Jeremy Pelt, “Sir Carter”
Jeremy Pelt has always, it seems, had the ability to galvanize a room. As a trumpeter and a bandleader, he knows how to pace his attack, building investment and suspense phrase by phrase. So it’s good news almost by definition that his new album on HighNote is a live recording, chronicling a blazing set at the Sunside/Sunset Jazz Club in Paris. Titled Noir en Rouge – Live in Paris, it features his band with Victor Gould on piano, Vicente Archer on bass, Jacquelene Acevedo on percussion and Jonathan Barber on drums.
This track, “Sir Carter,” is an obvious nod to bassist Ron Carter, who appeared on Pelt’s 2016 album #Jiveculture. The contour of the composition evokes Carter’s work with the 1960s Miles Davis Quintet, but with a punchy update: notice how much bite Acevedo brings to a Latin vamp in the tune, and to a solo in the coda. Pelt’s trumpet solo, of course, is bulletproof.
Emmet Cohen Featuring Ron Carter, “Hindsight”
Speaking of Ron Carter, he’s the guest of honor on Masters Legacy Series Volume 2, a new trio album by pianist Emmet Cohen. (Volume 1 in the series featured another Miles alum, drummer Jimmy Cobb.) As you’d expect, Carter really commits to the occasion, serving not only as the album’s anchor but also as a fulcrum.
A centerpiece of the album is “Salute to Cedar,” a four-part medley of tunes associated with pianist Cedar Walton. First up is “Hindsight,” which used to be a staple of Walton’s trio book. This is a deeply respectful performance of the tune, with Carter featured throughout. And to the extent that Cohen emulates Walton, drummer Evan Sherman does a fine job calling Billy Higgins to mind.
Anat Cohen & Fred Hersch, “Child’s Song”
The generous, companionable rapport between multi-reedist Anat Cohen and pianist Fred Hersch has been well documented on the bandstand, but not previously on record. In that sense Live in Healdsburg, an album releasing this Friday on Anzic Records, arrives not a moment too soon.
Recorded at the Healdsburg Jazz Festival in 2016, it’s a beautiful document of mutual exchange, rooted in melody but alert to every possibility. “Child’s Song” is a pastoral ballad that Hersch composed in dedication to bassist Charlie Haden. (He has recorded it in a duo format before, with soprano saxophonist Jane Ira Bloom.) This version of the song begins in rippling composure, and slowly expands: several minutes in, Cohen’s lyrical digression leads the duo out onto a limb, in free tempo.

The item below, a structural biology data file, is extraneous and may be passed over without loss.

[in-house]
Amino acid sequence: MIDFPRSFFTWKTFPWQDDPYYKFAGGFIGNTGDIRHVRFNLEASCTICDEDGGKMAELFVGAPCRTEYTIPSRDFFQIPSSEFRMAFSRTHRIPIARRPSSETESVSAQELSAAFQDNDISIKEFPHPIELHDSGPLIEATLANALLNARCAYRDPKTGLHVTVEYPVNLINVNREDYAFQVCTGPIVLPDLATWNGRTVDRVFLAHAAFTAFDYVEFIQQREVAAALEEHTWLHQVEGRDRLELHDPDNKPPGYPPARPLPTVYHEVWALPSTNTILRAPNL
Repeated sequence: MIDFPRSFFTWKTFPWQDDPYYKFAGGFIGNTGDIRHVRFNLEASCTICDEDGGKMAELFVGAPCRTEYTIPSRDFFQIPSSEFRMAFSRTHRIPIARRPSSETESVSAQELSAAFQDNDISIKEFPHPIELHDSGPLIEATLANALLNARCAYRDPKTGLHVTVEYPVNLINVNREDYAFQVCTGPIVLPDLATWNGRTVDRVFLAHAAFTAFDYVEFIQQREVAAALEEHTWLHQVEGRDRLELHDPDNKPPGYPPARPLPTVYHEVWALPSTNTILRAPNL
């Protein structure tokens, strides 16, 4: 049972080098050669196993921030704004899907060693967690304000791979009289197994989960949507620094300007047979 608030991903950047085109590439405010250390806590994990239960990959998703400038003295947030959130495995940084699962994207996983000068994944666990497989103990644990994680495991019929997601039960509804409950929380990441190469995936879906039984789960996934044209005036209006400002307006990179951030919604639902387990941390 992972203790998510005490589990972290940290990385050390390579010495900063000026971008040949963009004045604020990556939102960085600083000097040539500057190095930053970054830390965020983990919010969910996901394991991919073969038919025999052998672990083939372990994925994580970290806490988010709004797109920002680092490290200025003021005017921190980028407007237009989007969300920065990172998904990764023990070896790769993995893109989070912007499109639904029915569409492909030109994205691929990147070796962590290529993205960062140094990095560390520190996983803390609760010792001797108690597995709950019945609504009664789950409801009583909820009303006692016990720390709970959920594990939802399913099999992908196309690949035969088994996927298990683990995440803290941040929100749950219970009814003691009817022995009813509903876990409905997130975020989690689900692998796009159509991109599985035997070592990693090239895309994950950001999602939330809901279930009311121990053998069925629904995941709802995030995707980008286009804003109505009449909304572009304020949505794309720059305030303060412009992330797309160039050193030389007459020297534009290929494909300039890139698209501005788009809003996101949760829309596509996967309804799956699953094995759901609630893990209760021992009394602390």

Josh Lawrence & Color Theory, “Circles on Black”
Streamlined hard-bop has a smart ambassador in trumpeter Josh Lawrence, whose new album, Contrast, unfolds as a focused argument. Lawrence, who hails from central New Jersey but has made his name in Philadelphia, made this album with the band he calls Color Theory. It features drummer Anwar Marshall, his partner in the Fresh Cut Orchestra, along with alto saxophonist Caleb Curtis, trombonist David Gibson and bassist Luques Curtis. Sharing keyboard duties are Orrin Evans, on acoustic, and Zaccai Curtis, mostly on Fender Rhodes. It features drummer Anwar Marshall, his partner in the Fresh Cut Orchestra, along with alto saxophonist Caleb Curtis, trombonist David Gibson and bassist Luques Curtis. Sharing keyboard duties are Orrin Evans, on acoustic, and Zaccai Curtis, mostly on Fender Rhodes. The airtight bond of this group is evident within moments of the opening track, “Circles on Black,” which has a head neatly arranged for the horn section, like something from the mid-1960s edition of Art Blakey’s Jazz Messengers.
Joe Armon-Jones, “Starting Today”
If you’ve been paying attention to the new stirrings from London (as you should be), you probably know a little about Joe Armon-Jones. A keyboardist and producer known for his role in Ezra Collective, he also works closely with saxophonist Nubya Garcia, one of the breakout artists from that scene. “Starting Today,” the lead single from an album due out on May 4, has a blustery tenor solo from Garcia, starting just before 4:30. But first it unfolds as a club track, over burbling house rhythm, with vocals by Asheber (of Asheber & the Afrikan Revolution). The lyrics portend a critical turning point, especially in the spoken-word poem near the close.